Another tragic MLK story: hospital suspends nurse after pt death - page 2

ap/yahoo!, jan. 10, 2005 los angeles hospital suspends nurse after death a patient died at the troubled martin luther king jr./drew medical center after an icu nurse ignored her worsening... Read More

  1. by   debx
    I thought California has the Nurse-Patient Ratio law??? Did it not apply here?
  2. by   DRIVERRN
    Where were the doctors?
  3. by   pickledpepperRN
    Quote from debx
    I thought California has the Nurse-Patient Ratio law??? Did it not apply here?
    I think the hospital administration continues to violate the law.
  4. by   DRIVERRN
    From what I have seen in the past from owned experience and what my children tell me(one is on OR RN and the other a fellow in cardiology) the mess created by making health care a "business" instead of caring for the ill altruistically, our system is failing and money will be made no matter what unless the ones left with a conscience step away. Making yourself a sacrificial lamb does not help. Running hospitals without nurses is impossible. If more nurses said "I am quitting because your hospital is not safe" and sought other employment, the situation would quit festering and come to a head. When the bleeding stopped the pendulum would swing the other way again. I do not consider walking away a form of patient abandonment as the hospitals use as a threat. If it is in writing with patient safety the ultimate goal and brought to the media for play, a public resignation letter, so patients can help by avoiding unsafe hospitals, the "jig" would be up. Nurses were just surveyed to be trusted most of all professions. People would listen if we were not so afraid of losing the paycheck. Remain part of the problem or become the solution. You are probably wondering what part I am playing? I inform all my clients of bad behavior by hopsitals and doctors as their advocate so they can make informed choices about where they seek health care. I tell stories and let them know what is happening in other places too and urge them to contact lawmakers for assist. Yes, we talk politics. It is still a democracy and we still have free speech. Mostly I listen and try to help with what I can via pressure to the healthcare provider as their advocate.
  5. by   Tweety
    Quote from mattsmom81
    They will just blame the nurses like they always do.

    Yep. Suspend the nurse and don't look at the root of the problem. :angryfire
  6. by   Tweety
    Quote from debx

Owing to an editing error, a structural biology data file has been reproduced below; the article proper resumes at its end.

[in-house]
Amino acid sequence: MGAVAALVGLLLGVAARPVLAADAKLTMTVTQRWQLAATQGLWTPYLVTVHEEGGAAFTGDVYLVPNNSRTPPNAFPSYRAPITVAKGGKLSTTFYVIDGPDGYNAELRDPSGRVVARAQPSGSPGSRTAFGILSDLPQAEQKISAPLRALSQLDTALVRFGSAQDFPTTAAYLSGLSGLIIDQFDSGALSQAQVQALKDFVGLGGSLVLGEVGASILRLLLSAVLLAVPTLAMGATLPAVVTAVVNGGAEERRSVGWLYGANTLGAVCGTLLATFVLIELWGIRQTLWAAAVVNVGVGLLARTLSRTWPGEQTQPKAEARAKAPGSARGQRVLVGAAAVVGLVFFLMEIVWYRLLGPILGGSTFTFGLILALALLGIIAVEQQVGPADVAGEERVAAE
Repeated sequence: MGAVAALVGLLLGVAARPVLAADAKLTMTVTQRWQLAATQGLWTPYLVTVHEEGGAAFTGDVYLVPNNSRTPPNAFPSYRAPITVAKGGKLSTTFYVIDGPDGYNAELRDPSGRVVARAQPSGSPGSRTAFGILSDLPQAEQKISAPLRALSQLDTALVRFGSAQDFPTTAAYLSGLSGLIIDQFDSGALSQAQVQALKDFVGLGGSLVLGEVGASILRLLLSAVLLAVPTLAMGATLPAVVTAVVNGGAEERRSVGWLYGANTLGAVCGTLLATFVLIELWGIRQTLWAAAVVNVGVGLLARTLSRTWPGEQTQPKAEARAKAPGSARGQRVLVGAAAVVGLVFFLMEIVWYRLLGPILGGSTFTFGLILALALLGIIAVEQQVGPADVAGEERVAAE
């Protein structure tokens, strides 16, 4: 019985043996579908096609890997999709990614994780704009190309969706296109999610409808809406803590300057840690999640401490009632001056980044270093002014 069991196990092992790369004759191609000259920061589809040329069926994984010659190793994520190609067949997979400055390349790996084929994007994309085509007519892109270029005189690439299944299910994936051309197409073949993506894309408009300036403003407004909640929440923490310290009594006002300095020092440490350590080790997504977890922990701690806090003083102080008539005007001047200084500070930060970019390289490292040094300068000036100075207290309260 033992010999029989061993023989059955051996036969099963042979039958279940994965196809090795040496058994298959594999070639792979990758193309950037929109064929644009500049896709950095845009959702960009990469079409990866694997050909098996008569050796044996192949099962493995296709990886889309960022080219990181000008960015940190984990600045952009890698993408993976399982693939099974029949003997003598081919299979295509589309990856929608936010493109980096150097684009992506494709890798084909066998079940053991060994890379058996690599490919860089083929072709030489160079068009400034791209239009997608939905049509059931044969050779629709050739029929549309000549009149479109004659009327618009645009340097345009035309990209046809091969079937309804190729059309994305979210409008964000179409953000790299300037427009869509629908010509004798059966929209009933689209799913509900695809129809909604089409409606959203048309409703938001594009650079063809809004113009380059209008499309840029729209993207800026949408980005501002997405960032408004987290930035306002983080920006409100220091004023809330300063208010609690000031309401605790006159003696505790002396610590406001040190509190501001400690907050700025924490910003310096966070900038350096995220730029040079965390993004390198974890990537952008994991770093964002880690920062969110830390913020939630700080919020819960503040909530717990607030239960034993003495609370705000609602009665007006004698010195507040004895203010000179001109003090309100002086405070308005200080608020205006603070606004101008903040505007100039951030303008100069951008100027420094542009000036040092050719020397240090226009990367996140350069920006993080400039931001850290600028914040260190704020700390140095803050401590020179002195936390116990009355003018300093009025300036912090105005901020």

I thought California has the Nurse-Patient Ratio law??? Did it not apply here?
    The governor, caving into pressure from big business suspended the ratio law and it has not taken effect that I know of.
  7. by   Tweety
    Quote from stbernardclub
    OK, we all understand that this hospital is wrong, but my question is why would a nurse take a assignment that she is incabable of doing? eg: why are you watching a monitor that you cannnot understand? Why would you be in a intensive care unit if you cannot monitor vitals, read labs, follow physician orders?
    I agree, all angles need to be looked at. Including why a hospital would send an unqualified nurse into this area and why that nurse accepted the assignment. Bottom line that nurse is in deep do do for accepting that assignment, but I hope equally the administration gets in deep do do for assigning the nurse that assignment in the first place.
  8. by   DRIVERRN
    I remember when adminisstration at a place where I worked in OB decided we would float to ICU when not busy....we all said "NO"! We documented the reasons why we could not like they were sending us to a place we did no having training for and ICU was the dirtiest place in the hospital so we would have to completely shower before going into a delivery room and someone could DIE waiting for care. Nursing administration stood with us and that plan went to the trash. The chief OB-GYN stood with us as well. That was before CHAOS, which is what we have instead of collaboration from the top to the bottom all for the better care of patients. It will take some strong and willful nurses to fix this problem but I'm afraid Florence N. is long gone. Remember when you got your pin and cap and you siad the pledge she wrote? Remember"Do no harm"?
  9. by   *PICURN*
    Quote from oncbsnrn
    For the most part, we are a group of bright and highly competant nurses. However, there are nurses who don't practice safely. If this article is accurate, some of these practices are not because of nurse patient ratio's or being overworked, they are because this nurse did not give a damn! For example:

    "Alarms on the patient's vital-signs monitor were either turned off or lowered before she died Nov. 18" and....

    allegedly failed for nine hours to request blood for a transfusion, and.....

    She also falsified records to indicate she had checked the woman's vital signs, by obtaining the patient's file after her death, inserting notes, and then lying about doing so and her co-worker......

    a different intensive care nurse turned down the audio alarm on a 28-year-old man's monitor and then failed to notice the patient's heart was barely beating, officials said. That nurse is accused of falsifying the patient's medical records and indicating he was stable more than an hour after he died.
    Yeeeeah I definately agree with you. IT IS THE NURSE'S FAULT!!!! You can't blame the hospital for that one. That nurse should be suspended